By Doug Winter, B.A. and Ray Lemberg, Ph.D.
Eight clients at an eating disorder treatment center are sitting in a circle. All are laughing and smiling and the feeling is jovial. In the center of the room one of them is drawing a cheeseburger and french fries inside of a belly. Everyone is cheering because this person, who is recovering from anorexia, has not felt safe enough to eat a cheeseburger and fries since childhood. Around puberty, this individual became overwhelmed with the obsession to stay fit and thin and this obsession manifested in an extremely rigid diet devoid of nutrition, but also devoid of the joy one can experience eating a burger and fries.
Drawing the meal inside of the belly is symbolic of the acceptance that “my body knows what to do with this food,” which is a familiar mantra to many recovering from an eating disorder. The other clients in the circle understand what a victory a simple act of eating a cheeseburger and fries can be for someone struggling with an eating disorder. Not everyone in the group is anorexic, some are bulimic, some over exercise, some overeat while others struggle with other means of manipulating the outside of their bodies; what they all have in common is that somewhere along the way, they felt inadequate and learned to compensate through their eating disorder.
All these clients have something else in common: they are all men. The National Institute of Mental Health states that approximately one million men have eating disorders (2008). Other experts in the field estimate the real number of men who struggle with eating disorders is significantly higher. Resources are limited for a man searching for recovery for his eating disorder. The thinking of someone with an eating disorder goes like this, “If I could just be thin or muscular or control my diet or purge a little bit or not eat then I would be ok, then I would have value and/or feel in control.”
Eating disorders are notoriously hard to treat, largely because the relationship with food is necessary to live; in contrast to recovery from alcoholism, in which alcohol can be abstained from entirely. Eating disorder recovery means learning to have a healthy relationship with one’s body and food. Probably the largest difference between men with eating disorders and women is their relationship to their own bodies. For example, women with eating disorders tend to believe they are overweight, when they are not and have a drive for thinness, whereas men with eating disorders tend to be or have been overweight and have a drive for lean muscularity as opposed to thinness (Anderson, 1999).
A group of all men with eating disorders is a beautiful and rare entity. Many eating disorder treatment centers treat men, however few treat men in gender specific groups. Together, the men in an eating disorder therapy group can move past the cultural voices that say eating disorders are a woman’s disease or that to admit being dissatisfied with one’s body is weak. Having the shared experience of being a man with a disease that is often perceived as a female problem is one reason why gender specific eating disorder treatment is so important (Strother et al, 2012). Together men with eating disorders can overcome their shame and use the power of their shared experience to find recovery.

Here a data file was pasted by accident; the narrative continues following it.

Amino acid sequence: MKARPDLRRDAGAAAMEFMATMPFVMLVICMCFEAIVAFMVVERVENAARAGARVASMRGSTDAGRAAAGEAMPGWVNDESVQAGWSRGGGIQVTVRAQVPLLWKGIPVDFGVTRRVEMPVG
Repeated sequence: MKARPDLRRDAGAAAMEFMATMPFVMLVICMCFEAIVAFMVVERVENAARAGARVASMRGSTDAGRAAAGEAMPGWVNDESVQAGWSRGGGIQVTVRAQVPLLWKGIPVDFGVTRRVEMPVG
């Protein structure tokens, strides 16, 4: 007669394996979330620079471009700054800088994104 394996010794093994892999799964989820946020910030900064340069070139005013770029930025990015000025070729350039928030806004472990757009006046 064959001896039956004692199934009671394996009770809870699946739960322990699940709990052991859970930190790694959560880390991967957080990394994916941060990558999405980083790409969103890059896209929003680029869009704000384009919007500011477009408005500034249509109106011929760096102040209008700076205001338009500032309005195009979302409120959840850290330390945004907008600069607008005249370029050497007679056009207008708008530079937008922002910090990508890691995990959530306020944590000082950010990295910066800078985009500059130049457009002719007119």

About the authors:
Doug winter is a primary therapist at the Prescott House, an extended care treatment center for men in Arizona. He is currently working on the last portion of a Master’s of Science degree in Addiction Counseling as well as the final stages of becoming a Certified Sex Addiction Therapist. He specializes in treating men with eating disorders, sexual addiction and co-occurring disorders. Doug can be reached [email protected]
Dr. Ray Lemberg completed his Ph.D. studies in the field of clinical psychology at the University of Maryland in 1977. His undergraduate degrees were in psychology, sociology, and a minor in anthropology; where he received highest distinction honors.
Dr. Lemberg has taught at various colleges and universities and his work has appeared in over 45 papers and publications worldwide. He has made over 100 presentations to a variety of groups. He is an Associate Editor for Eating Disorders: The Journal of Treatment and Prevention, and has a newly edited book entitled: Current Findings On Males With Eating Disorders (2013).
He provides neuropsychological, psychoeducational and other evaluations as well as consultation to the Court, and serves as Psychologist Consultant at several agencies in Prescott and Phoenix.
Andersen, A. E. (1999). Eating disorders in males: Critical questions. In R. Lemberg, (Ed.)
Eating disorders: A Reference Sourcebook (pp. 72–79). Phoenix, AZ: Oryx Press.
National Institute of Mental Health. (2008). Eating disorder statistics.
Retrieved from http://www.gurze.com/client/client_pages/printable_pages/eatingdisorderstats.html
Strother, E., Lemberg, R., Stanford, S., & Turberville, D. (2012). Eating disorders in men: Underdiagnosed, Undertreated, and Misunderstood (pp. 13-22). In L.Cohen & R. Lemberg (Eds.)
Current Findings on Males with Eating Disorders New York, NY: Routledge